Before you make any decision regarding Internet marketing for your business you must understand several important things. Unfortunately, most business owners don’t know or ignore these important factors, and therefore, fail before they even start their Internet marketing campaign.
You can go to seminar after seminar and not find this core area mentioned. Yet, it’s the most important ingredient in your campaign planning process. Before you jump into SEO, PPC, Affiliate Programs, Joint Ventures, Social Networking etc. you must have a solid business foundation in place.
You need to know your financial matrices. Look, I know that you are not an accountant but to be successful at any form of marketing you must know your key financial ratios. Why is this you say? Well, you need to know how much to spend on PPC advertising, what percentage to give affiliates, how much time to spend on social networking, how much time to spend on SEO or if it’s worthwhile hiring a dedicated SEO person internally etc. The list goes on.
So where do you start?
Okay, well here is some initial guidelines. I can’t go into the detail of “Management Accounting for Marketers” but you will get a solid idea about what’s required. In fact, if you take a hands on role in your business’ finances you will already know most of the following.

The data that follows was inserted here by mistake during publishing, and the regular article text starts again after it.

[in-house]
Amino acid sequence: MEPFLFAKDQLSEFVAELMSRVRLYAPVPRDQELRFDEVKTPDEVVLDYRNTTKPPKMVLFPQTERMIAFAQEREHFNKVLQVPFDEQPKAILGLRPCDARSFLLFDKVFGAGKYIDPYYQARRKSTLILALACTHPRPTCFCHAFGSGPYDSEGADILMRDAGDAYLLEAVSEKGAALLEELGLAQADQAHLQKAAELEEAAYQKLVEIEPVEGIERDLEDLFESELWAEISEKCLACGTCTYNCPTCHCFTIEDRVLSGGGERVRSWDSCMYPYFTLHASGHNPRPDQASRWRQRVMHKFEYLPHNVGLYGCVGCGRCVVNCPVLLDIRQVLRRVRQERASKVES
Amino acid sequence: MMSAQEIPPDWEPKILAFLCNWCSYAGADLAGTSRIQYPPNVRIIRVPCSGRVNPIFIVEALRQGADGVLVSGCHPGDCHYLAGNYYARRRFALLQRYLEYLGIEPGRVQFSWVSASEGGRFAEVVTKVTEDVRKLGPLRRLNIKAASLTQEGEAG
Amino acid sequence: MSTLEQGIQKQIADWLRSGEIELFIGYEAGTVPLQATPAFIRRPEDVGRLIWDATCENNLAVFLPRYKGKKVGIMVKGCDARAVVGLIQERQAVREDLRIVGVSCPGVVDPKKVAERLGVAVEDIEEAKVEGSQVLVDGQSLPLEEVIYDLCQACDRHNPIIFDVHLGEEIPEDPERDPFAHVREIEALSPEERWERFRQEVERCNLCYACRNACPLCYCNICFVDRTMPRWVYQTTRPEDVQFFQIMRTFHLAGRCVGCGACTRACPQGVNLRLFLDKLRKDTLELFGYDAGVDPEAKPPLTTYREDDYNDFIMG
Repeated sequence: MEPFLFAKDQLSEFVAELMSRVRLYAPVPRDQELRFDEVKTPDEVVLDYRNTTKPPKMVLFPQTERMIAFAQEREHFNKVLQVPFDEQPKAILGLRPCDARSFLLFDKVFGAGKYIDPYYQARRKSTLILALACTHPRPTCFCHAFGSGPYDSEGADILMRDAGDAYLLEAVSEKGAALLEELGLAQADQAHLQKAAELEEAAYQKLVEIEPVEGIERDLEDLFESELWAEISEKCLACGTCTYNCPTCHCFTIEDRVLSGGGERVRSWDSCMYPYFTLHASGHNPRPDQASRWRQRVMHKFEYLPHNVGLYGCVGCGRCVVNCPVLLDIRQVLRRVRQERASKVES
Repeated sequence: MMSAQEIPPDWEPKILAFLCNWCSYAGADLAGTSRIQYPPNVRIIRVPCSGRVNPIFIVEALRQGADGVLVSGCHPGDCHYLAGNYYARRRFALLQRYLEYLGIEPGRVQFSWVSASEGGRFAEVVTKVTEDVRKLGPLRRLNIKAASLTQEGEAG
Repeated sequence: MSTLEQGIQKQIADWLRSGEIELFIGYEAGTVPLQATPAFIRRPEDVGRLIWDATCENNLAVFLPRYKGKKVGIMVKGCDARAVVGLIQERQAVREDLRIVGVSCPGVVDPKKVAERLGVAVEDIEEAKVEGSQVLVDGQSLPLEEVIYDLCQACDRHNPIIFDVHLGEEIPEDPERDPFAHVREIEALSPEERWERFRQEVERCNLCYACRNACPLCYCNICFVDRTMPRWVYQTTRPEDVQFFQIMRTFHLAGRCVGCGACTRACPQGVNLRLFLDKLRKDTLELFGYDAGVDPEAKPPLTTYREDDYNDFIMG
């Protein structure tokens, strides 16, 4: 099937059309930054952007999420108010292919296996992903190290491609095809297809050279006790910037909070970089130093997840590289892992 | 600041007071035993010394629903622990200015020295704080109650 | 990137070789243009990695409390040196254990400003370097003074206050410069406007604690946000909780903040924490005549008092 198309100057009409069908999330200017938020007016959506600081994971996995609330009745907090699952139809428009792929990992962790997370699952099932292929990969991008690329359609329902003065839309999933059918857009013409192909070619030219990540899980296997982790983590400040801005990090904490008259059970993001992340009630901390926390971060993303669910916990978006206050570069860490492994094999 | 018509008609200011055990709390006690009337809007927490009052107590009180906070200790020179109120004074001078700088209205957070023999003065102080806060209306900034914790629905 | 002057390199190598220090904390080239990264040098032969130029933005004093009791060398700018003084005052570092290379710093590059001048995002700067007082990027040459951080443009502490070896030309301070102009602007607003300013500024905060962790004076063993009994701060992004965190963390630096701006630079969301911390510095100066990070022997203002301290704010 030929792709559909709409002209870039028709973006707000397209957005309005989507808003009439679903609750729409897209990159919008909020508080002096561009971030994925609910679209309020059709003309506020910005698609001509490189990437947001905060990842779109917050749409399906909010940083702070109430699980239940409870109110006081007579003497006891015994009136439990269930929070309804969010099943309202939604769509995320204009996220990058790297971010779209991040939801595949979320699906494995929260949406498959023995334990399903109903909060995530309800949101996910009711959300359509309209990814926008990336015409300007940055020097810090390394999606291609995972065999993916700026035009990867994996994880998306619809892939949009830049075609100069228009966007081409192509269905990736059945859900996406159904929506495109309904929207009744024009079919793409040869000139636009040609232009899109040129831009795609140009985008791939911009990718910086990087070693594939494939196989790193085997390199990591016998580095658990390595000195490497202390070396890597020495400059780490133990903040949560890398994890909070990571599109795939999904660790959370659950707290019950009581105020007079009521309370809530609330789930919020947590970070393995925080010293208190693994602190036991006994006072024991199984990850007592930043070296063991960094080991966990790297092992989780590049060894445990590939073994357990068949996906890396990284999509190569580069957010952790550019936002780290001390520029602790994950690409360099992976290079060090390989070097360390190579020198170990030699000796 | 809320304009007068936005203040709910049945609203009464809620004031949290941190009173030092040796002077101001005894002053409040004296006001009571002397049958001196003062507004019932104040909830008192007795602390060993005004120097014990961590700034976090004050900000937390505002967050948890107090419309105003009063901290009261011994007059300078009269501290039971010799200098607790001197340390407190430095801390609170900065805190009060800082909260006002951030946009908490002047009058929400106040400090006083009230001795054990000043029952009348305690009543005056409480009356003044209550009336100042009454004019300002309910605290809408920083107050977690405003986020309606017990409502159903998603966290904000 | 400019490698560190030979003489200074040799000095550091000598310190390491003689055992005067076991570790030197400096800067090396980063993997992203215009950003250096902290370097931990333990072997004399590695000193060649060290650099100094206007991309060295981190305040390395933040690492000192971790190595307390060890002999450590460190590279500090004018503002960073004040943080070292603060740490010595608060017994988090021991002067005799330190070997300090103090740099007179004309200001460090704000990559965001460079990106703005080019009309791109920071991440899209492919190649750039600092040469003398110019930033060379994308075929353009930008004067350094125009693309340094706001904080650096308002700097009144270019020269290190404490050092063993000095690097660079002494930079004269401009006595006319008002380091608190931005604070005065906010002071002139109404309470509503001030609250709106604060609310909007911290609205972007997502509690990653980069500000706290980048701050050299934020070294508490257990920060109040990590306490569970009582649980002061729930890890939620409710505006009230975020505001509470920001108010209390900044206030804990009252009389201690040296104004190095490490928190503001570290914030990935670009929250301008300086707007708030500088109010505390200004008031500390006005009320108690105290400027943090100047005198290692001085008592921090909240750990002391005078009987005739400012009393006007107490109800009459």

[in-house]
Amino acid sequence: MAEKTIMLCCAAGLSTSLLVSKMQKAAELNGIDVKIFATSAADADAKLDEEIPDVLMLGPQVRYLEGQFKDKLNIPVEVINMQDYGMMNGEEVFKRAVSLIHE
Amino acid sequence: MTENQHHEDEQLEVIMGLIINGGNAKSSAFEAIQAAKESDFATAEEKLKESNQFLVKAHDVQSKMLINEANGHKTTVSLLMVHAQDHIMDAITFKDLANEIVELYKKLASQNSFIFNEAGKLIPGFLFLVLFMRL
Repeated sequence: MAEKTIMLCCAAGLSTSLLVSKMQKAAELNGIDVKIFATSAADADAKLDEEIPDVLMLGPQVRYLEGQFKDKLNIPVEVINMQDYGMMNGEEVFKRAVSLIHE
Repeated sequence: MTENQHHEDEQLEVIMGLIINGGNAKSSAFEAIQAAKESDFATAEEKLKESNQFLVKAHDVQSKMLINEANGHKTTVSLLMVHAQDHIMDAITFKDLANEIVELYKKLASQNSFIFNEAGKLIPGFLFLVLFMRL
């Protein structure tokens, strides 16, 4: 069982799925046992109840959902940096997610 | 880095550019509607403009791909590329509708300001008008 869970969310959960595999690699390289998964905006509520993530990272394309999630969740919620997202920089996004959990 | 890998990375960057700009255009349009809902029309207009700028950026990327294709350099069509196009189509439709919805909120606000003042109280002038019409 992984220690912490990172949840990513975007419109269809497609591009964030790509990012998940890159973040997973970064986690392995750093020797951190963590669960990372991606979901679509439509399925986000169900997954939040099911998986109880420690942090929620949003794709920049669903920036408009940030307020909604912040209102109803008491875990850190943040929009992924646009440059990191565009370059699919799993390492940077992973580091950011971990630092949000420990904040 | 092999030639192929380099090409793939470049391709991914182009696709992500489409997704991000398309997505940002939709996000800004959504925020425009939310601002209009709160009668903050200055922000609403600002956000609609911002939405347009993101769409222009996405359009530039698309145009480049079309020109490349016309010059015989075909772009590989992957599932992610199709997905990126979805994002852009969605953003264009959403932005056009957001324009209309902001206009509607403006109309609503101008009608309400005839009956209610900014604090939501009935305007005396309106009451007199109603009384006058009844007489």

Firstly, you need to find out your costs, then separate them into fixed costs that exist if you makes sales or not (rent, computers…) and variable costs that increase as you make more sales (materials, bandwidth…). Now, pick a reasonable sales price, you need to find your profit per sale (this is called contribution in accountant speak). After that, work out your break even point. Your break even point is the number of sales it takes to cover all your fixed costs.
Okay I admit it, it can be a bit confusing but hear me out. It’s really important that you get to grips with this.
Right, now next up. You need to get data on your Internet marketing matrices such as your conversion rate, your cost per lead and your cost per sale. These need to be added to your cost structure. This entails a pilot run where you test and measure various parts of your website. Traffic from different sites and advertising platforms will have different conversion rates. You will be able to allocate resources based on optimal conversion.
Once you have established reliable marketing matrices then you have the basic tools to work out an Internet marketing strategy. Here are some basic questions you will be able to answer:
Do I spend more on Advertising or SEO?
What’s my Return on Investment for Internet Marketing?
Is is better to charge less and sell more or to charge more and sell less?
How fast can I churn my ad spend – is it better for me to make a 5% return over one week or an 8% return over two weeks? ( I know what I would prefer)
In conclusion, it’s only after reviewing your fundamental financials that you can develop an effective Internet marketing campaign.